Last week, in Florida, one out of every four infections happened in someone 19 or younger.

Most school-aged children have returned to school or will be in the next week. Many parents across the country are faced with the sad reality that they are not sure how to protect their children from the COVID-19 virus. In Florida, we have already witnessed thousands of children testing positive for the virus and entire school grades being quarantined within the first week of school. 

My grandson lives two hours away and I received a frantic call from my son, his dad, asking if I could drive there NOW and stay for two days because Miles was exposed to someone with Covid and couldn’t go back to school until Monday. Neither his dad nor mom could take off any more days of work. They had no one to help and all of us were thrown into a stressful situation. Luckily, I was able to find a way to keep him. What happens the next time? 

There are no words to describe the internal struggle parents grapple with these days while trying to maintain some semblance of normalcy for their children. The fear of them coming home ill due to exposure is probably greater. Whether we agree on facemasks, vaccinations, or virtual school - our children are suffering and parents are not ok.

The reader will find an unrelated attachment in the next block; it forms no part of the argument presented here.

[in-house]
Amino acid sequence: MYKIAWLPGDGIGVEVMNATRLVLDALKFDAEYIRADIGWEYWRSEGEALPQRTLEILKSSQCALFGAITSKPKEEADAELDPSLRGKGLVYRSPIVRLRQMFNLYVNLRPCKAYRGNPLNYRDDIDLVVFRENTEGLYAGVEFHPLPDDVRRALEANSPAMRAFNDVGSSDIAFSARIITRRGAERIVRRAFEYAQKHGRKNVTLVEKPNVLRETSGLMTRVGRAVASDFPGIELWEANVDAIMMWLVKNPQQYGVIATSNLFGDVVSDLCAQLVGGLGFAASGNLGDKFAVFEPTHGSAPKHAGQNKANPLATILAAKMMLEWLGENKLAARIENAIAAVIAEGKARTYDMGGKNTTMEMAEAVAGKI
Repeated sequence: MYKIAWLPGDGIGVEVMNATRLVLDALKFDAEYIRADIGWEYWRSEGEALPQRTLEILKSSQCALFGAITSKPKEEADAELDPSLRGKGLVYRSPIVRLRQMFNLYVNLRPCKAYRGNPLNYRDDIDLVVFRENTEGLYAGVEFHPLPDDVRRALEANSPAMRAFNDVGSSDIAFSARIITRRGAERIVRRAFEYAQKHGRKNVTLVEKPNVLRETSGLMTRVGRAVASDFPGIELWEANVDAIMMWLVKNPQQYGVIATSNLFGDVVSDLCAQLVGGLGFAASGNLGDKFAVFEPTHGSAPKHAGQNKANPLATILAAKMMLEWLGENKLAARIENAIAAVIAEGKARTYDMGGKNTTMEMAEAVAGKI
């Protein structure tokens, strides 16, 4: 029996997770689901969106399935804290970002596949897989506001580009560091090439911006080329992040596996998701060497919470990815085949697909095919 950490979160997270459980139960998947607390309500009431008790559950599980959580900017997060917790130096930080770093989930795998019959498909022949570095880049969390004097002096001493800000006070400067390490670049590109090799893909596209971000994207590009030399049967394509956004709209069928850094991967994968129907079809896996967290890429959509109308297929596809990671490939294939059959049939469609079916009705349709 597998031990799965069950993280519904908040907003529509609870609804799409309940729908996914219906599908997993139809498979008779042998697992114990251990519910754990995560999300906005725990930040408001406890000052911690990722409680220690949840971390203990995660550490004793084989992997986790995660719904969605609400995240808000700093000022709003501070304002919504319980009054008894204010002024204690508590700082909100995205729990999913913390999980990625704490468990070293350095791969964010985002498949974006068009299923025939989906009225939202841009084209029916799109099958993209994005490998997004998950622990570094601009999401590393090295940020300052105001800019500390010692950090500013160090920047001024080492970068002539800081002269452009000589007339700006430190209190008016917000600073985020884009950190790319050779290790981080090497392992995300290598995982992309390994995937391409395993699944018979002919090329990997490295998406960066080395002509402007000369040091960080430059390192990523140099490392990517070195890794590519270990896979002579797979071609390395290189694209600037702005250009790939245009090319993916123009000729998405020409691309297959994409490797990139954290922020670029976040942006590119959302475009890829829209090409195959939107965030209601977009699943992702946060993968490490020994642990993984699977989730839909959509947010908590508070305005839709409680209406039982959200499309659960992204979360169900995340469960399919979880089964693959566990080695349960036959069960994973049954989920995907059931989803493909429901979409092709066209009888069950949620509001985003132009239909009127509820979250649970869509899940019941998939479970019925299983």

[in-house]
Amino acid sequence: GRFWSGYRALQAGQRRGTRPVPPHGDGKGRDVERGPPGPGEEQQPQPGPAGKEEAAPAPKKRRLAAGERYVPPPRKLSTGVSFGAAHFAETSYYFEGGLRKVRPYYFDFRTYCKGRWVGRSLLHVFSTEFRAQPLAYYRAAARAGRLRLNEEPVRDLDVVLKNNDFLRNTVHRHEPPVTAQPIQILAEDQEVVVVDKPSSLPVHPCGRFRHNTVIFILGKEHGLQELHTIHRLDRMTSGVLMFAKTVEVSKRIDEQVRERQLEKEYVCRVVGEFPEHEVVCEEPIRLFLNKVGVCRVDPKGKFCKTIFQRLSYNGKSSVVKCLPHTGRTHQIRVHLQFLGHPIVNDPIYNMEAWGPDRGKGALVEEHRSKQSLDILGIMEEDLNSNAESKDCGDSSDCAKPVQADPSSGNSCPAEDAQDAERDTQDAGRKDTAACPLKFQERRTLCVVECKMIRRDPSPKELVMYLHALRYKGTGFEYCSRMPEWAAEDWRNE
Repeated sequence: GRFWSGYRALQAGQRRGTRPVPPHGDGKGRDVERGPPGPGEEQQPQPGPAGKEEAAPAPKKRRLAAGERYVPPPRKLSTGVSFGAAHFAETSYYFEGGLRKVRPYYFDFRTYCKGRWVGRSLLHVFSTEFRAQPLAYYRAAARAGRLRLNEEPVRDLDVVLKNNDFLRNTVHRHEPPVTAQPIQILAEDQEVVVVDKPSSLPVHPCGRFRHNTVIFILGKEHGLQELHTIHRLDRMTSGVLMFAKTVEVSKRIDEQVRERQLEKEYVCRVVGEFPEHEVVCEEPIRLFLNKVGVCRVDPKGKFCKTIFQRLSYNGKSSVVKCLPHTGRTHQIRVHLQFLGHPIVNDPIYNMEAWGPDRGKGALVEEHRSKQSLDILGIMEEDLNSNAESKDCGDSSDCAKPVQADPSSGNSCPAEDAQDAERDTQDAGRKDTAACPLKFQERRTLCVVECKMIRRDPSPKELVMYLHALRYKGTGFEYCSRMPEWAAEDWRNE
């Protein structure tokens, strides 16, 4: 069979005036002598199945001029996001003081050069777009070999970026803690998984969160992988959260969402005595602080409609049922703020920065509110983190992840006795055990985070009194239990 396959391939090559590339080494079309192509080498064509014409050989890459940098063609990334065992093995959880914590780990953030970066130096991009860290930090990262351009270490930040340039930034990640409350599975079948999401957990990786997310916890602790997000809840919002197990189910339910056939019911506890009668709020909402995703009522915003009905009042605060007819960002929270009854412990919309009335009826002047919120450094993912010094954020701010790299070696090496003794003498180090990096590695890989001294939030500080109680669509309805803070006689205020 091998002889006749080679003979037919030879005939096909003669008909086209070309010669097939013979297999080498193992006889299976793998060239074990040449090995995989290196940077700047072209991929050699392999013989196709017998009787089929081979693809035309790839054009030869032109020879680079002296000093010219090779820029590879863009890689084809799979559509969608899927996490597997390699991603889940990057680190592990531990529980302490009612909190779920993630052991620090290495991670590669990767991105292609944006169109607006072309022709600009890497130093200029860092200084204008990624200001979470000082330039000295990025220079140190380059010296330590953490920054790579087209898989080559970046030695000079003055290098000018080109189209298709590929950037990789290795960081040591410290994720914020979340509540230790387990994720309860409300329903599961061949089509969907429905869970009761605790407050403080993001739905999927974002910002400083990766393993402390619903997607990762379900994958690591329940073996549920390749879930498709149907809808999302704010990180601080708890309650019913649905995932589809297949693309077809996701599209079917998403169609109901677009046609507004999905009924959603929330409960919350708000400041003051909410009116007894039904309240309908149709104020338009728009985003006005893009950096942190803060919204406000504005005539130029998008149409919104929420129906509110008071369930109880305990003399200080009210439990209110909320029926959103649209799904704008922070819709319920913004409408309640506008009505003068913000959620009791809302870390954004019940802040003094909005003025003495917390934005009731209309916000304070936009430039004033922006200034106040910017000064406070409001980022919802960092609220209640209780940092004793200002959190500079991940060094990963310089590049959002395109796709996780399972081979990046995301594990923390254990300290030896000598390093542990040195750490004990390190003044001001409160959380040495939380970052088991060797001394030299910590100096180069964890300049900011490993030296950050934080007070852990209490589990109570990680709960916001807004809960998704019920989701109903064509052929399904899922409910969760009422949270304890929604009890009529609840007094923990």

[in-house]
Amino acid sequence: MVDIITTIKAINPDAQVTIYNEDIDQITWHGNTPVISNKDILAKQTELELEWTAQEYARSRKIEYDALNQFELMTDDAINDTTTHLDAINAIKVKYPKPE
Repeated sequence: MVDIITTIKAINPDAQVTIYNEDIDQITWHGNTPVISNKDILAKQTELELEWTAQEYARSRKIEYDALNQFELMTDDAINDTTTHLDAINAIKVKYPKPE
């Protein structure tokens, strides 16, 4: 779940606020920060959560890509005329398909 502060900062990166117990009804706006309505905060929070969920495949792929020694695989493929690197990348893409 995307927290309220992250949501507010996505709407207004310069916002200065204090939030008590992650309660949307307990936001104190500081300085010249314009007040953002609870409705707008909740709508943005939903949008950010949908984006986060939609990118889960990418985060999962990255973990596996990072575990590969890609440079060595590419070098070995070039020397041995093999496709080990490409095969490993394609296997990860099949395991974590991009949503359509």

While many parents are juggling work while still providing care by staying home when a child tests positive, or while under quarantine, they may not have the village of support they were promised. It could be the single mom that lives alone with her children across the street or the young couple 2 pews behind you at church.

Let’s be the light in these dark times. 

Where do we go from here? How can we show support? What will the next phase of the pandemic look like? We don’t have these answers but what we can do is reach out to the parents of school-aged children that you know. Check in to make sure they’re getting the rest they need. Ask them if there’s anything you can do. Offer to drop off dinner or a board game, help with schoolwork, babysit for an hour or just be there to listen. If you are the parent that needs support, reach out to a friend, a neighbor, a church peer, the school, or a community partner and ask for help.


Contact Us

The Libertore Fund For Children
P.O. Box 5415
Lakeland, FL 33807

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